4. The Love of Money

I will admit that Luhrmann's version of "The Great Gatsby," although exceedingly intricate and highly gratifying, first seemed a bit contradictory to the main point that Fitzgerald was trying to make in the novel. Reading about these characters that were so flawed led me to the impression that Fitzgerald despised the money hungry. Hearing about the amount of money spent towards making and promoting the 2013 adaptation made me question whether this idea would be portrayed in a successful manner.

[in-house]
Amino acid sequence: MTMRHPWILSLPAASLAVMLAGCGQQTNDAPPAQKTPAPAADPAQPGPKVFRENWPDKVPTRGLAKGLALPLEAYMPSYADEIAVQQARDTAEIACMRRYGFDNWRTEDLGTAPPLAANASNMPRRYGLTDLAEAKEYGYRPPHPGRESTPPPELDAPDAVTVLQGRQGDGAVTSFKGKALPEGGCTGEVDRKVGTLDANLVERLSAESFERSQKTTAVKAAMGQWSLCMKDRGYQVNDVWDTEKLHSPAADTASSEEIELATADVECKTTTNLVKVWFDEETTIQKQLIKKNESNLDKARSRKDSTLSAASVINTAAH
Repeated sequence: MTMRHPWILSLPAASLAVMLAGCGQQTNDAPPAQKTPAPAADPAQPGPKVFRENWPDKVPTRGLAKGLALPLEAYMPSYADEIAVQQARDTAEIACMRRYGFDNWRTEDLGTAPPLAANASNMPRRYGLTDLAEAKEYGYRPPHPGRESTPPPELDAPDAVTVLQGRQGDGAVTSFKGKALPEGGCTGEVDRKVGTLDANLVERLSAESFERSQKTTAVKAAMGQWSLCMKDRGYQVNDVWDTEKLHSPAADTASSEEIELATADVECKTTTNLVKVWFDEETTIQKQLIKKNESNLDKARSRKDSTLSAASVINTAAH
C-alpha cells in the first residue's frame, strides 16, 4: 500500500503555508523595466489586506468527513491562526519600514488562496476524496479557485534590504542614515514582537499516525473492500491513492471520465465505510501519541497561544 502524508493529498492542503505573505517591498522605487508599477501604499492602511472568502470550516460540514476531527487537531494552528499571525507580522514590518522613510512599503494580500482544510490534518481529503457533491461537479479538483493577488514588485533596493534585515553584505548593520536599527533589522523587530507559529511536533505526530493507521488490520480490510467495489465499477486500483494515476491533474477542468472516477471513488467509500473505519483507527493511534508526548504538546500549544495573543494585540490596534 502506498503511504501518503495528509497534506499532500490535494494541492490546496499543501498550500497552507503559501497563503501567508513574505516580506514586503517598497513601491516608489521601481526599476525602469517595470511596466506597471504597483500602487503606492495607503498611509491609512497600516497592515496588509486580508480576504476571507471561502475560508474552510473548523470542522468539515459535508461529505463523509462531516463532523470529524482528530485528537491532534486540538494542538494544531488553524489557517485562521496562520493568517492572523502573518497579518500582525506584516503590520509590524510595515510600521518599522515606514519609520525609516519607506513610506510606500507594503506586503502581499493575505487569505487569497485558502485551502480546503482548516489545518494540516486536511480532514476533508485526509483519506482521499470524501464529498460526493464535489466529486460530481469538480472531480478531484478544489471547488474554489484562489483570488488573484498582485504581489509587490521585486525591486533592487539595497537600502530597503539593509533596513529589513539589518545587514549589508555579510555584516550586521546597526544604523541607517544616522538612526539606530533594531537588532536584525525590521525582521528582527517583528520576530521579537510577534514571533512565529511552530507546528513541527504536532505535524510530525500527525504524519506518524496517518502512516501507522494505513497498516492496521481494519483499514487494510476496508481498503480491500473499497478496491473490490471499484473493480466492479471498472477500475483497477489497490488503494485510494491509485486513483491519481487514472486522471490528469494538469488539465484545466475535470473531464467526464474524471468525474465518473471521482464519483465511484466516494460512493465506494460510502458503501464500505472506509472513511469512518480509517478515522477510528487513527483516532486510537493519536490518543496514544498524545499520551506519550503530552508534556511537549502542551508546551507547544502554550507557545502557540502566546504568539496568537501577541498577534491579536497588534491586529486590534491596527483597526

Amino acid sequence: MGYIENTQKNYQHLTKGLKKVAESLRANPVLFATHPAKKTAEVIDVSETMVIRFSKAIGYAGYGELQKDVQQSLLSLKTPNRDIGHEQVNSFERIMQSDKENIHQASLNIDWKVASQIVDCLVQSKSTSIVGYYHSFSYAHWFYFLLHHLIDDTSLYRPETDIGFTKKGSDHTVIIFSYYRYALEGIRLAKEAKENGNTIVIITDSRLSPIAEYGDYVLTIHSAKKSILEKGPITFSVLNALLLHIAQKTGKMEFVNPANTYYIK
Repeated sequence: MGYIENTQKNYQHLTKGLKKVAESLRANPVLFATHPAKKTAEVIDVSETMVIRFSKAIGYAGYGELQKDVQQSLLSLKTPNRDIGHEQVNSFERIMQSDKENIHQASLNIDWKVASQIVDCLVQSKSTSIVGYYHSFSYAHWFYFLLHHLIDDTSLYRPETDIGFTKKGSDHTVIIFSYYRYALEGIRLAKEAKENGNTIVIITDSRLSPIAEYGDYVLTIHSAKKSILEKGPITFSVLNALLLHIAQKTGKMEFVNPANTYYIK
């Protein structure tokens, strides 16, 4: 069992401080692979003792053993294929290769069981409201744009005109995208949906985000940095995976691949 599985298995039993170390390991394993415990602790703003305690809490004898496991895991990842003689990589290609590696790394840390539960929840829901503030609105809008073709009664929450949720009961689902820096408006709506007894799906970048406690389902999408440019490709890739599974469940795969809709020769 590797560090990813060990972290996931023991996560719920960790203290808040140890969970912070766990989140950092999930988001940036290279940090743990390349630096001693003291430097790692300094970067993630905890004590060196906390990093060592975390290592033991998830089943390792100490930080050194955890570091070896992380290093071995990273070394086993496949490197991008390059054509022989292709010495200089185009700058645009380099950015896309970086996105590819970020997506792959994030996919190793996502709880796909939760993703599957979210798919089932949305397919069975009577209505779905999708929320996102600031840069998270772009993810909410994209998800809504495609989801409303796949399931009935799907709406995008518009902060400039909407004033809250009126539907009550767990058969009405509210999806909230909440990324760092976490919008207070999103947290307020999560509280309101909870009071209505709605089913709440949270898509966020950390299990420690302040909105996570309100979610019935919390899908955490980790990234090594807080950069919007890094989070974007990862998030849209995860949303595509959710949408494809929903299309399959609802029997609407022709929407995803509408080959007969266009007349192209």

However, after seeing the film three times with people whose opinions varied, I came to the conclusion that Luhrmann's version was in tune with Fitzgerald's vision; it was very easy to believe the performances of the actors because of the copious riches they possessed in the film. The main lesson you learn from reading or watching "The Great Gatsby" is that being rich, while enjoyable, will not change who you are on the inside. Money does not change people; being consumed by greed and pride does. The Buchanan family is the physical embodiment of this sentiment. "Proud people breed sad sorrows for themselves." I wholeheartedly agree with Emily BrontΓ«'s statement that being extremely arrogant can lead to stress and misfortune. Pride is a dangerous vice to have; there is a vast difference between confidence and arrogance!

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